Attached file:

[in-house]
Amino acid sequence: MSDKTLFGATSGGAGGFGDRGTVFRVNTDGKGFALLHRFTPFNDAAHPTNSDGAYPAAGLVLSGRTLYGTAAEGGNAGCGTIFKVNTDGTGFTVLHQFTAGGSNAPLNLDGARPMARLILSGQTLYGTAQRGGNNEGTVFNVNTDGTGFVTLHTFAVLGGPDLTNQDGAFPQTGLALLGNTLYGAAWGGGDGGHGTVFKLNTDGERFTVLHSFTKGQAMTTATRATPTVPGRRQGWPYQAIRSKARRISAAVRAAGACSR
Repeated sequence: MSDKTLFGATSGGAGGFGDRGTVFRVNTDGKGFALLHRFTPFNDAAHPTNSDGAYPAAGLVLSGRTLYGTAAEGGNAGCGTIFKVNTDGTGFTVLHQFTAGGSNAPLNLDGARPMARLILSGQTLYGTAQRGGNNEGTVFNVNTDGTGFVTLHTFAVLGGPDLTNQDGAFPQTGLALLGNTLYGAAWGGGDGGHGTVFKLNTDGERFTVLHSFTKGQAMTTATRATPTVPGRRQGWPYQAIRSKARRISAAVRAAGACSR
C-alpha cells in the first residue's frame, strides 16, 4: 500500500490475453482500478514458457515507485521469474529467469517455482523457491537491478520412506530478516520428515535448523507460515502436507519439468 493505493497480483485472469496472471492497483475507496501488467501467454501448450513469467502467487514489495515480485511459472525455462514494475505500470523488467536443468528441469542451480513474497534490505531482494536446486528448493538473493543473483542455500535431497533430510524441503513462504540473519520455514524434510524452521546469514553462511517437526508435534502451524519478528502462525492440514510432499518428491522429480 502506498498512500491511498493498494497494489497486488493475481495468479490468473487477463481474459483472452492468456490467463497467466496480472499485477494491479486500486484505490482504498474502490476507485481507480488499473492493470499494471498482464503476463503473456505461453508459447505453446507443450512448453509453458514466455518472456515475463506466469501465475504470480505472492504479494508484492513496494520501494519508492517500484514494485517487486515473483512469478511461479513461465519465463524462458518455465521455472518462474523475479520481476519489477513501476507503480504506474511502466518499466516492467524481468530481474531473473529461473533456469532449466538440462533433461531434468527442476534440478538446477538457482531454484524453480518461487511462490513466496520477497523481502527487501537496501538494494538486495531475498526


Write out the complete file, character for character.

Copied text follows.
[in-house]
Amino acid sequence: MSDKTLFGATSGGAGGFGDRGTVFRVNTDGKGFALLHRFTPFNDAAHPTNSDGAYPAAGLVLSGRTLYGTAAEGGNAGCGTIFKVNTDGTGFTVLHQFTAGGSNAPLNLDGARPMARLILSGQTLYGTAQRGGNNEGTVFNVNTDGTGFVTLHTFAVLGGPDLTNQDGAFPQTGLALLGNTLYGAAWGGGDGGHGTVFKLNTDGERFTVLHSFTKGQAMTTATRATPTVPGRRQGWPYQAIRSKARRISAAVRAAGACSR
Repeated sequence: MSDKTLFGATSGGAGGFGDRGTVFRVNTDGKGFALLHRFTPFNDAAHPTNSDGAYPAAGLVLSGRTLYGTAAEGGNAGCGTIFKVNTDGTGFTVLHQFTAGGSNAPLNLDGARPMARLILSGQTLYGTAQRGGNNEGTVFNVNTDGTGFVTLHTFAVLGGPDLTNQDGAFPQTGLALLGNTLYGAAWGGGDGGHGTVFKLNTDGERFTVLHSFTKGQAMTTATRATPTVPGRRQGWPYQAIRSKARRISAAVRAAGACSR
C-alpha cells in the first residue's frame, strides 16, 4: 500500500490475453482500478514458457515507485521469474529467469517455482523457491537491478520412506530478516520428515535448523507460515502436507519439468 493505493497480483485472469496472471492497483475507496501488467501467454501448450513469467502467487514489495515480485511459472525455462514494475505500470523488467536443468528441469542451480513474497534490505531482494536446486528448493538473493543473483542455500535431497533430510524441503513462504540473519520455514524434510524452521546469514553462511517437526508435534502451524519478528502462525492440514510432499518428491522429480 502506498498512500491511498493498494497494489497486488493475481495468479490468473487477463481474459483472452492468456490467463497467466496480472499485477494491479486500486484505490482504498474502490476507485481507480488499473492493470499494471498482464503476463503473456505461453508459447505453446507443450512448453509453458514466455518472456515475463506466469501465475504470480505472492504479494508484492513496494520501494519508492517500484514494485517487486515473483512469478511461479513461465519465463524462458518455465521455472518462474523475479520481476519489477513501476507503480504506474511502466518499466516492467524481468530481474531473473529461473533456469532449466538440462533433461531434468527442476534440478538446477538457482531454484524453480518461487511462490513466496520477497523481502527487501537496501538494494538486495531475498526